Criteria of potential disinfectants for water supplies:
- capacity to destroy pathogenic organisms present
- not influenced by physical and chemical properties of water (temperature, pH and mineral constituents)
- No residual products of reaction which render the water toxic or impart colour and make it unpotable
- Ready availability at reasonable cost
- Possess the property of leaving residual concentration to deal with possible recontamination
- Be amenable to detection by practical, rapid and simple analytical techniques in the small concentration ranges to permit the control of the efficiency of the disinfection process.
Chlorination is used synonymous with water purification. It is supplement to sand filtration. Chlorine kills pathogenic bacteria but it has no effect on spores and certain viruses like polio, viral hepatitis except in high doses.
Action of Chlorine:
When chlorine is added to water, there is formation of hydrochloric and hypochlorous acids. The hydrochloric acid is neutralized by the alkalinity of the water. The hypochlorous acid ionizes to form hydrogen ions and hypochlorite ions, as follows:-
Hp + CI2 = HCI + HOCI
HOC! = H + OC!
Methods of Chlorination
To disinfect large bodies of water, chlorine is applied as 1) chlorine gas (2) chloramine or (3) perchloron. Chlorine gas is cheap, quick in action, efficient and easy to apply.
Demerit of chlorine as a disinfectant is the recent discovery that chlorination can result in the formation of many "halogenated compounds" some of which are either known or suspected carcinogens, hence other agents are tried as disinfectants.
Other Agents of Disinfection:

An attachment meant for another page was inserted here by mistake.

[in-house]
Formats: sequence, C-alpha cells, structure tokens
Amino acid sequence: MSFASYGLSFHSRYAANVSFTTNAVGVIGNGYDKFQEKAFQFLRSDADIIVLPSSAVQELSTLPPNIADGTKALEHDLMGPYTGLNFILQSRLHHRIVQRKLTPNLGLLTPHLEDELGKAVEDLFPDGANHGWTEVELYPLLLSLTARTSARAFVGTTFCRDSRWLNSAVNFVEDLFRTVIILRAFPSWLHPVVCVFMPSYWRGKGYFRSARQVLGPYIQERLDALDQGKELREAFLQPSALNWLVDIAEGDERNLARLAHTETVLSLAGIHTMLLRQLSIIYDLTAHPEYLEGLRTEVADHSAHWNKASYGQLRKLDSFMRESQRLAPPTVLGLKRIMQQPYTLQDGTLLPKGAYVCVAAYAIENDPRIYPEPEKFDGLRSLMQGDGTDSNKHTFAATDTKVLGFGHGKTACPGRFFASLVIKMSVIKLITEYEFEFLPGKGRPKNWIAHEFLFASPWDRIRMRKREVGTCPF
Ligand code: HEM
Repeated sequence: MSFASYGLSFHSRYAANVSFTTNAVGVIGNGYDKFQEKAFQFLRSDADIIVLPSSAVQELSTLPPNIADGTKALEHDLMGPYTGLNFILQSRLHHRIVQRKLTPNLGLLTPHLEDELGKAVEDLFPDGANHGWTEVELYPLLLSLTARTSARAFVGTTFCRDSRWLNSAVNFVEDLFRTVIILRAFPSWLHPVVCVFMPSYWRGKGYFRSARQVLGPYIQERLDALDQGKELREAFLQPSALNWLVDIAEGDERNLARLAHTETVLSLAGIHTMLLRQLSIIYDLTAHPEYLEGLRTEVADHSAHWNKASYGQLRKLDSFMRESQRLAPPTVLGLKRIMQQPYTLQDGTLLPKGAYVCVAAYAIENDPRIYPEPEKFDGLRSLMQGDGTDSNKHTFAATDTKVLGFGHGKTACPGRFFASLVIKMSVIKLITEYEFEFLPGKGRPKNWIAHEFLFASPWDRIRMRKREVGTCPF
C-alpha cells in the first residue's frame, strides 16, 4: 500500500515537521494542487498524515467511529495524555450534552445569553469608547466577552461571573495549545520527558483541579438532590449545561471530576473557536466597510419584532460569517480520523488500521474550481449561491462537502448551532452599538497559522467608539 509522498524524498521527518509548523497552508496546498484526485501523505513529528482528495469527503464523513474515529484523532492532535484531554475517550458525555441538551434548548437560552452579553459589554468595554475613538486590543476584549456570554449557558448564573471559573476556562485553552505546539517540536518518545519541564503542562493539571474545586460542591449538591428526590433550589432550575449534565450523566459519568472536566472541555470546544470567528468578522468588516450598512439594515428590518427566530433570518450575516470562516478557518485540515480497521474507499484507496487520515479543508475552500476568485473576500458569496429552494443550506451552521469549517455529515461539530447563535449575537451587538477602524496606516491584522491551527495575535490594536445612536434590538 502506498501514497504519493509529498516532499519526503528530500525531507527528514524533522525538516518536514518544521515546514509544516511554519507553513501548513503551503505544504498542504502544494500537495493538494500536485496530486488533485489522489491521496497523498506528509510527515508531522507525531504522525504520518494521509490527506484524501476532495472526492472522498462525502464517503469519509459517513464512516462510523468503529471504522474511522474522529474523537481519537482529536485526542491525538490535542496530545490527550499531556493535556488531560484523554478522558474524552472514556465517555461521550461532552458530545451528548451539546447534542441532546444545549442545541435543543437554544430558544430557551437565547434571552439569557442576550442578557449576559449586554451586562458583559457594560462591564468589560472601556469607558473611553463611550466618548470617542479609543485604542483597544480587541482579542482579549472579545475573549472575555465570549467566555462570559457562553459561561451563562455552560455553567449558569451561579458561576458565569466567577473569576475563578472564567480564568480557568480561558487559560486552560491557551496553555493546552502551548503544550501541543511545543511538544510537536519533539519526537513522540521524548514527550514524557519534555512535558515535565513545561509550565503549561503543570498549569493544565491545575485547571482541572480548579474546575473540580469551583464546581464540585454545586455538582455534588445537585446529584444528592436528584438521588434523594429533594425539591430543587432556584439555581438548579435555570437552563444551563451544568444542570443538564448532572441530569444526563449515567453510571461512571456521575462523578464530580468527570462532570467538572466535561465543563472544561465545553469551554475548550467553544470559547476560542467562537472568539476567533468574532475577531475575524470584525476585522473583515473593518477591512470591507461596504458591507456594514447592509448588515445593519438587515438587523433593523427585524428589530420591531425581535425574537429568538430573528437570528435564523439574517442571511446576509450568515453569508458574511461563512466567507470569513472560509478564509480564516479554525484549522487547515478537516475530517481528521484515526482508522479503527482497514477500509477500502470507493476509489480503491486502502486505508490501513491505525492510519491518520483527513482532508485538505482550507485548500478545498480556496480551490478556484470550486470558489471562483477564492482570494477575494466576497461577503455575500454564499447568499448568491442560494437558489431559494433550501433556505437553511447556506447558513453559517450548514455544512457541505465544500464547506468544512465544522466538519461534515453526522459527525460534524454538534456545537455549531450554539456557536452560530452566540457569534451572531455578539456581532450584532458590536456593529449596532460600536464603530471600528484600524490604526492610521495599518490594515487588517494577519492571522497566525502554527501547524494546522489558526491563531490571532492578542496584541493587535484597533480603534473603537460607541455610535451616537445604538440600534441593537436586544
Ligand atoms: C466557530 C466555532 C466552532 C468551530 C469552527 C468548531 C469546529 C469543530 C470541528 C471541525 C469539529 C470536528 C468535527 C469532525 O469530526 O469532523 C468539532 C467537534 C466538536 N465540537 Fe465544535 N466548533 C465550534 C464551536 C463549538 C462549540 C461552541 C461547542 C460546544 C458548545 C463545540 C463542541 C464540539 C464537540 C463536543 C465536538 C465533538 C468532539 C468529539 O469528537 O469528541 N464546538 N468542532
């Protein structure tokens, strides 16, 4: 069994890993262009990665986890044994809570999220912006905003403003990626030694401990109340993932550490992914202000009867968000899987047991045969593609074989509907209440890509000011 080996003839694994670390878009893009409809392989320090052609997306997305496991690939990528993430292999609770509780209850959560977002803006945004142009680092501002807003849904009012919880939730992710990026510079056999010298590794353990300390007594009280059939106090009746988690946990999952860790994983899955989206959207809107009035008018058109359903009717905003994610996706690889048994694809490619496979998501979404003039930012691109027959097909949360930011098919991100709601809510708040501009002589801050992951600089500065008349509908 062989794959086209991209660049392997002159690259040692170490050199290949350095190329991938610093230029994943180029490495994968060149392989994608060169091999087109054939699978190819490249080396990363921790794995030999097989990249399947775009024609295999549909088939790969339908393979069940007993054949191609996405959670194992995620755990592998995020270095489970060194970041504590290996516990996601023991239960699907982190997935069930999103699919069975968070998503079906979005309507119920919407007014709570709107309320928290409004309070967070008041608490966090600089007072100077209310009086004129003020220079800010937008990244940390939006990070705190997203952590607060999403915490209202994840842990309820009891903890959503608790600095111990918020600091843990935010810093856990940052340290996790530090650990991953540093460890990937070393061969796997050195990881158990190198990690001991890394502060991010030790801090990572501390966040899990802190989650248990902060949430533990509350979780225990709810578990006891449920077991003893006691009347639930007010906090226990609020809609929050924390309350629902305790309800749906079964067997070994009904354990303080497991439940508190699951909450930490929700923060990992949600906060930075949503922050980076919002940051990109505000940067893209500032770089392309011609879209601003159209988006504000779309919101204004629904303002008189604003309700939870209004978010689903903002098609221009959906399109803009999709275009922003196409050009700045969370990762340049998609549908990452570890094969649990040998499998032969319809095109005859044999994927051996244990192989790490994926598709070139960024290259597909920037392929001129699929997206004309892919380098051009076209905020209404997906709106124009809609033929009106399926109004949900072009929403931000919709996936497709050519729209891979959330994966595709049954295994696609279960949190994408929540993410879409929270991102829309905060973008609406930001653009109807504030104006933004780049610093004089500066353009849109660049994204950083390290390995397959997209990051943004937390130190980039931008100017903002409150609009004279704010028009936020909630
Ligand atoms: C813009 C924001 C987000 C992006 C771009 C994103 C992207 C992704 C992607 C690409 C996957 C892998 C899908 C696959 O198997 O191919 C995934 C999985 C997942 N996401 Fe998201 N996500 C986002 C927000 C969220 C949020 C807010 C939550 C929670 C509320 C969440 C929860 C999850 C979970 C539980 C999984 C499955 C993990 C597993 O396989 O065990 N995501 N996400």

bromine, bromine-chloride, iodine and chlorine dioxide. But ‘ozone’ and ‘ultra-violet irradiation' are better.
- Ozonation: Ozone is a relatively unstable gas. It is a powerful oxidizing agent. It eliminates undesirable odour, taste, colour and removes all chlorine from the water. Most importantly, ozone has a strong virucidal effect. It inactivates viruses in a matter of seconds. This has prompted many municipalities to consider ozone for potable water treatment.
The drawback of ozone is that after it has done its job, it decomposes and disappears. There is no residual germicidal effect. The ozone dosage required for potable water treatment varies from 0.2 to 1.5 mg per litre.
- Ultraviolet irradiation: UV irradiation is effective against most microorganisms known to contaminate water supplies including viruses.
The method involves exposure of a film of water upto about 120 mm thick to one or several quartz mercury vapour arc lamps emitting ultraviolet radiation at a wavelength in the range of 200 to 295nm. The water should be free from turbidity and suspended or colloidal constituents for efficient disinfection.
The advantages are that the exposure is for short period, no foreign matter introduced and no taste and odour produced. Over Exposure does not result in any harmful effects. The disadvantages are that no residual effect is available and there is a lack of a rapid field test for assessing the treatment efficiency, and the required apparatus is expensive.